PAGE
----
Author ORCID Identifier

Klucarova -

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Applied Psychology: An International Review





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The rapid spread of COVID-19 brought about an increased use of face masks among the general public. Focusing on disposable surgical masks in particular, this article examines consumer perceptions of and intentions toward social media influencers who wear such masks amid the pandemic. Drawing on the theory of product symbolism, this research experimentally demonstrates that masked (vs. unmasked) influencers remind consumers of highly competent healthcare professionals, leading in turn to greater competence inferences about and more favorable behavioral intentions toward these influencers. Additional analysis demonstrates that this effect might not hold for other groups of professionals who are considered relatively competent at the outset and/or whose profession is less reliant on external cues. Overall, this research suggests that apart from curtailing the spread of the pandemic, mask wearing might prove beneficial to certain groups of professionals, such as social media influencers, who have traditionally struggled to establish credibility. In a broader context, this research establishes mask wearing as a new form of nonverbal communication that war-rants further examination.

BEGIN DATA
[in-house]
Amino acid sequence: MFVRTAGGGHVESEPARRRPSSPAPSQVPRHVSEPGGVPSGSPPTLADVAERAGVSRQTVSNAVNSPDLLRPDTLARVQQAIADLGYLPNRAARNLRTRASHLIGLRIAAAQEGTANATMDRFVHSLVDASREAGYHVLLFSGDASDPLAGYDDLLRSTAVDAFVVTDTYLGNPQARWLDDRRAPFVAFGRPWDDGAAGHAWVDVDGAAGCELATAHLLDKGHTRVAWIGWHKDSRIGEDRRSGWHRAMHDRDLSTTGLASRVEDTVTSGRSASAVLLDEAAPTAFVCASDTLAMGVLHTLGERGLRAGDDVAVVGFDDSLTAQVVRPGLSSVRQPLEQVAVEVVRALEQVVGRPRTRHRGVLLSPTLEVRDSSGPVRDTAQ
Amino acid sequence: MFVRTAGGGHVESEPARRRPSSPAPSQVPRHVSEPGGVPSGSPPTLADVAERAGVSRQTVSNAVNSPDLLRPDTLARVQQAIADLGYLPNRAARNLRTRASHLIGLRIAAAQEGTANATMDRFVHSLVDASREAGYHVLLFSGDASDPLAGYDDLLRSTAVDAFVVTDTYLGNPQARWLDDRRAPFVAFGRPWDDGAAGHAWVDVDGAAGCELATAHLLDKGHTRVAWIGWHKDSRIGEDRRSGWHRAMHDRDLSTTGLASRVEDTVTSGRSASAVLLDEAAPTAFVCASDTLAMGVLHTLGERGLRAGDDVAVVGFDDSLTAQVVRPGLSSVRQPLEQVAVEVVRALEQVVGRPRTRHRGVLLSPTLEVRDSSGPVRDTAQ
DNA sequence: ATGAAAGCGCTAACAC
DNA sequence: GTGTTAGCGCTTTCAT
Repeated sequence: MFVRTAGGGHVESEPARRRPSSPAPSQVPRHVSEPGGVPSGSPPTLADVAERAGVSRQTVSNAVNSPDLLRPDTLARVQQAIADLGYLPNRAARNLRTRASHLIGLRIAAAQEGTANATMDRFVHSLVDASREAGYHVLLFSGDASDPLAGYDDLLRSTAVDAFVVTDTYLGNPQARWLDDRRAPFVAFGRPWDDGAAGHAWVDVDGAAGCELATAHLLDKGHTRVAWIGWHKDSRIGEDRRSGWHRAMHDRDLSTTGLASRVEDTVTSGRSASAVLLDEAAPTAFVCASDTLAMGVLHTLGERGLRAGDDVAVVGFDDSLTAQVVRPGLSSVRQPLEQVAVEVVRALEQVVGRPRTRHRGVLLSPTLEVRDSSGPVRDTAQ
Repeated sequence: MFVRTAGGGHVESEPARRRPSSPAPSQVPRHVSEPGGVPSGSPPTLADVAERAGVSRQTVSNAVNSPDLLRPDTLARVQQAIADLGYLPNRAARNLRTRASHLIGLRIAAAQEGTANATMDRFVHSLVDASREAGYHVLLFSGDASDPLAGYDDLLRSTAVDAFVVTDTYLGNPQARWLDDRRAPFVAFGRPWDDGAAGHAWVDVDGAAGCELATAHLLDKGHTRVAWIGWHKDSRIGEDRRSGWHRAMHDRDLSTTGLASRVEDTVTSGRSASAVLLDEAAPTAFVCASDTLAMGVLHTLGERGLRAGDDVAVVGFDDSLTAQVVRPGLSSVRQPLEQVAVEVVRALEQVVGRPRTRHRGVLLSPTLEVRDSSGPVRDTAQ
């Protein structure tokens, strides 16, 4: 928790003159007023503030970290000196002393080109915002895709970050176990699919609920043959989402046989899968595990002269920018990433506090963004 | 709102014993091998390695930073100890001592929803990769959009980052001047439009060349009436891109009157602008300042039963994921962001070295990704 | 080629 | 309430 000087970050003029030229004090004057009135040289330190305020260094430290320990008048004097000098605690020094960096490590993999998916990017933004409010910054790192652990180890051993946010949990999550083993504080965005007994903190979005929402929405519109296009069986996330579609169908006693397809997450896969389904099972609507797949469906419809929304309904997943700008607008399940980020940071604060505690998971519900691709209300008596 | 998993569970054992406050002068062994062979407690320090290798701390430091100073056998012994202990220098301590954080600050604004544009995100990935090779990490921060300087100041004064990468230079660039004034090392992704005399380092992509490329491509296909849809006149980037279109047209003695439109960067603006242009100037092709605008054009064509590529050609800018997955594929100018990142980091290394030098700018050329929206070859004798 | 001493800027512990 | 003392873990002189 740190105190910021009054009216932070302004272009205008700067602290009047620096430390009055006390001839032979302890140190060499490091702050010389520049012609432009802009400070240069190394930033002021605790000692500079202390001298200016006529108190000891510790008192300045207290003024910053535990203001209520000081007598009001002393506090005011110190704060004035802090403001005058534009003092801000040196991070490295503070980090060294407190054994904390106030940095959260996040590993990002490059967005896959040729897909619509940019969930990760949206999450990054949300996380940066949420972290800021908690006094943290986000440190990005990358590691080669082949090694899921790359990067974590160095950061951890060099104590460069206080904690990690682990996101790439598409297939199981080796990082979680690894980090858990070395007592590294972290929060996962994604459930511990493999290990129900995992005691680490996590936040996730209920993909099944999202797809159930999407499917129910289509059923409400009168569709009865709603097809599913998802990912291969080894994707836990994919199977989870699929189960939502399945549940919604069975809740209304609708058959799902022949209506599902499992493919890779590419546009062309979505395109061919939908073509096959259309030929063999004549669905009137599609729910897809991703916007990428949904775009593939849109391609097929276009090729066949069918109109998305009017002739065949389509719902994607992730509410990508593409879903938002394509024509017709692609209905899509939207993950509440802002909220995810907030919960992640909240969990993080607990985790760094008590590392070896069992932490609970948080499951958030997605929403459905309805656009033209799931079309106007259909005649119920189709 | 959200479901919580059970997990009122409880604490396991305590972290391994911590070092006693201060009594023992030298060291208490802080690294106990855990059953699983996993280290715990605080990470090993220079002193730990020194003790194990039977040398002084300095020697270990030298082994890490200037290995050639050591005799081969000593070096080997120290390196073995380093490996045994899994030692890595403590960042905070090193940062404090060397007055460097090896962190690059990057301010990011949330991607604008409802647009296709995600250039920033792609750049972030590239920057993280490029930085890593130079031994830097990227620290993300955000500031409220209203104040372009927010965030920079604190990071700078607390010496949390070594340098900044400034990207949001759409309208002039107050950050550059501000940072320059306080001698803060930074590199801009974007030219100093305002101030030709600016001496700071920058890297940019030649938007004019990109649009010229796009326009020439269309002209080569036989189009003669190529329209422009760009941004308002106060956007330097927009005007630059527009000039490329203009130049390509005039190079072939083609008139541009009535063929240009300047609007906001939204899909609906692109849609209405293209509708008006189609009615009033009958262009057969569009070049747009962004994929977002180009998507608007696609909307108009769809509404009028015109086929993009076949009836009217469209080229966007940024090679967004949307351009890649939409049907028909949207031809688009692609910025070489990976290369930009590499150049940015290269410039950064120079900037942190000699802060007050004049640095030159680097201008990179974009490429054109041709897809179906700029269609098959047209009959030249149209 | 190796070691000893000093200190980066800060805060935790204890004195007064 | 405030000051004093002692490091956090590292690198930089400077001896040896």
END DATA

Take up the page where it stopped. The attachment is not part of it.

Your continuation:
This is the peer reviewed version of the following article: Do masks matter? Consumer perceptions of social media influencers who wear face masks amid the COVID-19 pandemic. Applied Psychology: An International Review, 71(2), 695–709, which has been published in final form at This article may be used for non-commercial purposes in accordance with Wiley Terms and Conditions for Use of Self-Archived Versions.